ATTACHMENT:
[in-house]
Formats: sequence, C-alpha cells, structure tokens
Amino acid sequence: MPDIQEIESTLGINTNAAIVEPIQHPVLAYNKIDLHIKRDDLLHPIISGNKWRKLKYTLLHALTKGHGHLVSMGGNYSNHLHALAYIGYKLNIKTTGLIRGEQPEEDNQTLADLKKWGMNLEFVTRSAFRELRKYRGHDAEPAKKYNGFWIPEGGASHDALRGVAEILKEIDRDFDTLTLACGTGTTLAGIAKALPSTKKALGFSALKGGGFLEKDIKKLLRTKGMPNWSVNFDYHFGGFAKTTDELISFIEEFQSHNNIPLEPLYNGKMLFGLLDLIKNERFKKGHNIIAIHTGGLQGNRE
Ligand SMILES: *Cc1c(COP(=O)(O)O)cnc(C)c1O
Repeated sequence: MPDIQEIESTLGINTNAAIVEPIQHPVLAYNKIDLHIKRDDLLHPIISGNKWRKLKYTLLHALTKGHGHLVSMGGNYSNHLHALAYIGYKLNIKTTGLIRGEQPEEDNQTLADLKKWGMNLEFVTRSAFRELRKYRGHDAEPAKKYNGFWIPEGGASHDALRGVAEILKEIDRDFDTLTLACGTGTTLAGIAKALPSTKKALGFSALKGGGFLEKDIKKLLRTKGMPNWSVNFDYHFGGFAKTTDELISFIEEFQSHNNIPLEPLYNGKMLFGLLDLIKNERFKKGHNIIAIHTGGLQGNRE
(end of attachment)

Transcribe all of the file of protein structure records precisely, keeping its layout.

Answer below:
[in-house]
Formats: sequence, C-alpha cells, structure tokens
Amino acid sequence: MPDIQEIESTLGINTNAAIVEPIQHPVLAYNKIDLHIKRDDLLHPIISGNKWRKLKYTLLHALTKGHGHLVSMGGNYSNHLHALAYIGYKLNIKTTGLIRGEQPEEDNQTLADLKKWGMNLEFVTRSAFRELRKYRGHDAEPAKKYNGFWIPEGGASHDALRGVAEILKEIDRDFDTLTLACGTGTTLAGIAKALPSTKKALGFSALKGGGFLEKDIKKLLRTKGMPNWSVNFDYHFGGFAKTTDELISFIEEFQSHNNIPLEPLYNGKMLFGLLDLIKNERFKKGHNIIAIHTGGLQGNRE
Ligand SMILES: *Cc1c(COP(=O)(O)O)cnc(C)c1O
Repeated sequence: MPDIQEIESTLGINTNAAIVEPIQHPVLAYNKIDLHIKRDDLLHPIISGNKWRKLKYTLLHALTKGHGHLVSMGGNYSNHLHALAYIGYKLNIKTTGLIRGEQPEEDNQTLADLKKWGMNLEFVTRSAFRELRKYRGHDAEPAKKYNGFWIPEGGASHDALRGVAEILKEIDRDFDTLTLACGTGTTLAGIAKALPSTKKALGFSALKGGGFLEKDIKKLLRTKGMPNWSVNFDYHFGGFAKTTDELISFIEEFQSHNNIPLEPLYNGKMLFGLLDLIKNERFKKGHNIIAIHTGGLQGNRE